Carrying out original research is the root of all that flowers in biology.
Traditional classroom lecturing is a mainstay of education. And with good reason: it has served humans well for hundreds of years, and remains arguably the most effective way of conveying large amounts of information to many people simultaneously. But biology, like any science, is more than the simple (and complex) facts that can be transmitted this way. As Henri Poincaré observed, "Science is facts: just as houses are made of stones, so is science made of facts; but a pile of stones is not a house and a collection of facts is not necessarily science." Science is a uniquely human activity and must be experienced in order to be truly understood and mastered.
We are constantly looking for ways to incorporate more research experiences into our course labs and develop opportunities for Moravian students to engage in independent research. Developing research questions, devising experimental strategies to answer them, carrying out the necessary experiments at the bench or in the field, and confronting the inevitable obstacles that arise are all integral to becoming skilled biologists. The costs in time and material are significant, but the rewards are invaluable.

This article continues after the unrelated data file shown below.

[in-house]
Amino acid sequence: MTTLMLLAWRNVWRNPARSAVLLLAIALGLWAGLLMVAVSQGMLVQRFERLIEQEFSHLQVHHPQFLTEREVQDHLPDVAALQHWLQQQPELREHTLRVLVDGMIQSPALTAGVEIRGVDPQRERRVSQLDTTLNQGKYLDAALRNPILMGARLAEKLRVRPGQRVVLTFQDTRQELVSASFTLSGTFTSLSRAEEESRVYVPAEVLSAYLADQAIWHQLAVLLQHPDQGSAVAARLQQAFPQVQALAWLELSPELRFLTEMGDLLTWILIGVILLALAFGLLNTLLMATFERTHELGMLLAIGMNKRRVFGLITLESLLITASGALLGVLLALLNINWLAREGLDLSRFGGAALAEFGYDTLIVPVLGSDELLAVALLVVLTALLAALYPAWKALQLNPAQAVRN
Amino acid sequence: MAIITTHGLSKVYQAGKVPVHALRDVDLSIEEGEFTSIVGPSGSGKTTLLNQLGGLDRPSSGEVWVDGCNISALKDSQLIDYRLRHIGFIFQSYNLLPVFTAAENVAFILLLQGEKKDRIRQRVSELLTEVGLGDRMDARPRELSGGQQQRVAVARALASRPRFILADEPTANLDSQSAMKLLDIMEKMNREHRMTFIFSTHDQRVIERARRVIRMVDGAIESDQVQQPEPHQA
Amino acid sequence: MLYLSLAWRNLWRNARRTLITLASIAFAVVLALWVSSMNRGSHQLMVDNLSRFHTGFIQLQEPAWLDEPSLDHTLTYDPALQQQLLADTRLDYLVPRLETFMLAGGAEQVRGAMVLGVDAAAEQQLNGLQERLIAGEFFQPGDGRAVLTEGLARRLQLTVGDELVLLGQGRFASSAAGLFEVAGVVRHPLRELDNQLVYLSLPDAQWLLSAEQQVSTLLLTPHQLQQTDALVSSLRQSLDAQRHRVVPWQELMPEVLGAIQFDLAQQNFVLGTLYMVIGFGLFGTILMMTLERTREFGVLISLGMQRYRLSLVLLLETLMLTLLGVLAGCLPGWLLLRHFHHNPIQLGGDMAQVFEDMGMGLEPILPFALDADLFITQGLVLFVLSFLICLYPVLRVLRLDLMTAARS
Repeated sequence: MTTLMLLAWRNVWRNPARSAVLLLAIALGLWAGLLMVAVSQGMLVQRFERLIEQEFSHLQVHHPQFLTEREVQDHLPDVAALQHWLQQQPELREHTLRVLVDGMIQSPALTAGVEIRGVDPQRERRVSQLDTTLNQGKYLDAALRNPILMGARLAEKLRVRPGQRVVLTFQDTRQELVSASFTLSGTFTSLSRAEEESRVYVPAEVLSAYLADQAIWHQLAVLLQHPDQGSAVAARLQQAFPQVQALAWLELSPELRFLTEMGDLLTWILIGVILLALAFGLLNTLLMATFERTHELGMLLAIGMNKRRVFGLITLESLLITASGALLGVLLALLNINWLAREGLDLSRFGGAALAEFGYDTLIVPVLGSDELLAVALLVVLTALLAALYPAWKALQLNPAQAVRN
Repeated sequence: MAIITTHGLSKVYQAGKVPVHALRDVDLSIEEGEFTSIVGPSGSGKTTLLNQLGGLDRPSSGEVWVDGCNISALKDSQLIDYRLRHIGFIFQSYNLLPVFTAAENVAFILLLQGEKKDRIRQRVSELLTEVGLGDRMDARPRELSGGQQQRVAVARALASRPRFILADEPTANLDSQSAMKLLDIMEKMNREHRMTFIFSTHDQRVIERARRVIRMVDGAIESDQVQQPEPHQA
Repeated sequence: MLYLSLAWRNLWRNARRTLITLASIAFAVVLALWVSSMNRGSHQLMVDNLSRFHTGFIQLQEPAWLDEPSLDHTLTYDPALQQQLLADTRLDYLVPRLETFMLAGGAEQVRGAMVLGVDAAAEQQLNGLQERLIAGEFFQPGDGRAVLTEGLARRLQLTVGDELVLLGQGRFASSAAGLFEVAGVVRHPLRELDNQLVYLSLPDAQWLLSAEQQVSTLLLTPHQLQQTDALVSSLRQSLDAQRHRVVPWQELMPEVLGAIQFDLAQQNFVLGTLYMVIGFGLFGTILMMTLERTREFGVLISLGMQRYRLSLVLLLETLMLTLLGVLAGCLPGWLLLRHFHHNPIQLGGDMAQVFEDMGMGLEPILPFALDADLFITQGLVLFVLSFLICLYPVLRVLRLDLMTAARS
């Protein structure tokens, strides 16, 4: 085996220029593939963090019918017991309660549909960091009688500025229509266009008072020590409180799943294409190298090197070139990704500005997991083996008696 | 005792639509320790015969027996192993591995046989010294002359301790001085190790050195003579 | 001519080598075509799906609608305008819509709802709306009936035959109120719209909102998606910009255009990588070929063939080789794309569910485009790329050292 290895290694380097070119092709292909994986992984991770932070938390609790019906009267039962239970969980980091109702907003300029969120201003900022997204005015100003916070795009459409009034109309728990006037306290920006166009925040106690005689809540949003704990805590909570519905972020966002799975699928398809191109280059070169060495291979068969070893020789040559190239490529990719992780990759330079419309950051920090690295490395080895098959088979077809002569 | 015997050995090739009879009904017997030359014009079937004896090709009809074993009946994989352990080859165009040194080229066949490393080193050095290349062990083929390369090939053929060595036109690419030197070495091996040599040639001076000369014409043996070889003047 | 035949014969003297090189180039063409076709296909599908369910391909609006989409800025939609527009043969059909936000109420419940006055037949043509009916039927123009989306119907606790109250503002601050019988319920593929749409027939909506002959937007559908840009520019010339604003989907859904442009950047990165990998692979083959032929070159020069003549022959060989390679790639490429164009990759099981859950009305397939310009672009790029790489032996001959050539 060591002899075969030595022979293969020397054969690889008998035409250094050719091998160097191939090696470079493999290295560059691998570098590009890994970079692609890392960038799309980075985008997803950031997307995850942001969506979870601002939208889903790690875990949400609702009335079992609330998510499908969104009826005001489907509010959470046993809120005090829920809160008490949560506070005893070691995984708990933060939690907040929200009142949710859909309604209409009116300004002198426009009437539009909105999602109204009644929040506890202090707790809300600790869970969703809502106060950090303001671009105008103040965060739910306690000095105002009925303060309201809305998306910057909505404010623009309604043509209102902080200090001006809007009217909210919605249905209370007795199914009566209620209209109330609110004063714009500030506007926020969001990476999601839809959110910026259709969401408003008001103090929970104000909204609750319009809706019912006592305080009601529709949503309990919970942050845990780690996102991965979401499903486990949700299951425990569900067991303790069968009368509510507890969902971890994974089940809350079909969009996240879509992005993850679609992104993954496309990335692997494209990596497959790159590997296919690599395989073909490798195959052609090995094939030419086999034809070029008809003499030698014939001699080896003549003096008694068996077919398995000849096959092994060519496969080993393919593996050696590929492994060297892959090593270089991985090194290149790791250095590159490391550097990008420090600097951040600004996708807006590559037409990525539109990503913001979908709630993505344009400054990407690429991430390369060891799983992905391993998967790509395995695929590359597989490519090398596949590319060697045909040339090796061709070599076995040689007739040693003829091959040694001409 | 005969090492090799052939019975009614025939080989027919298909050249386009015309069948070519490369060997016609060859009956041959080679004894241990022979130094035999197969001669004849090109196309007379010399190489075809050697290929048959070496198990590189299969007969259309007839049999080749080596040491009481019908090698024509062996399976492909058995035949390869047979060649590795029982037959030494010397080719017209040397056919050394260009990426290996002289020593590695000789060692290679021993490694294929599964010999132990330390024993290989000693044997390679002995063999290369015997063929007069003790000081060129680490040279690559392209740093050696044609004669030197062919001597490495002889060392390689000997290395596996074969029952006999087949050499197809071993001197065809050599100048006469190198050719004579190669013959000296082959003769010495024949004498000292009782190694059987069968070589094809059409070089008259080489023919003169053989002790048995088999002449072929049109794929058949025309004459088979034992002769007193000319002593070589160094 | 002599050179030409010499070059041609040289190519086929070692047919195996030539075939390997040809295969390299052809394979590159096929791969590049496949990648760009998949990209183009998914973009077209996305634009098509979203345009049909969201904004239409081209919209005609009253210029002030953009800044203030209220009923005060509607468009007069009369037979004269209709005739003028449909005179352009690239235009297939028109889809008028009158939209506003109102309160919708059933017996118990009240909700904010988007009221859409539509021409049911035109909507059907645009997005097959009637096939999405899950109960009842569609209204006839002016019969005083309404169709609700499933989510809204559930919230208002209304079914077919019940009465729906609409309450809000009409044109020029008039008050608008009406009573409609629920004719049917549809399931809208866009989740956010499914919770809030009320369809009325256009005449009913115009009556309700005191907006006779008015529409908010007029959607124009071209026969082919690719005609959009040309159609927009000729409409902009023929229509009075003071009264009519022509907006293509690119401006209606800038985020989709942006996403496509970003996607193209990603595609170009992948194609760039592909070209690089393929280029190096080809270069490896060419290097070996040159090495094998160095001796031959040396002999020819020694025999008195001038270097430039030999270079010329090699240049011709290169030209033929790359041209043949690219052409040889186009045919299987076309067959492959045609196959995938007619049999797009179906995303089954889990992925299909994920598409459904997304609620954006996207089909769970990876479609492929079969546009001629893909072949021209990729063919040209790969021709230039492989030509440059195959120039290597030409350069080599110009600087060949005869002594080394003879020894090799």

Olfactory Learning and Memory of Bang-Sensitive Drosophila melanogaster
Natalie Herb '16 gathers information about mutant fruit flies that can be relevant to people that have epilepsy and other seizure disorders.
The Impact of Land Preservation on Water Quality in the Lehigh River
Shannon Bensetler '15 used both field and lab work to examine different sites on the Lehigh River watershed.
Succession Monitoring in Prescribed-burn and Control Plots at a Portion of the Restoration Area of the Palmerton Superfund Site
The Palmerton Superfund site, the largest contaminated site on the National Priorities List east of the Mississippi River, is being monitored for ongoing risks associated with the toxic heavy metals.
United Nations Climate Change Conference
Diane Husic, accompanied by students and alumni, attended the UNFCCC in Paris. Follow the Moravian College blog from UNFCCC, selected among other top blogs by members of the Research and Independent NGOs and sent to over 500 research groups worldwide.
Frank Kuserk's Ecology Class Expands on Campus Tree Inventory
Could Moravian College’s Main Street Campus – like its sister campus across town – be home to a state tree champion? Biology Professor Frank Kuserk’s ecology class and Bartlett Tree Experts Inc. set out with a laser clinometer and tape measure to find out last week.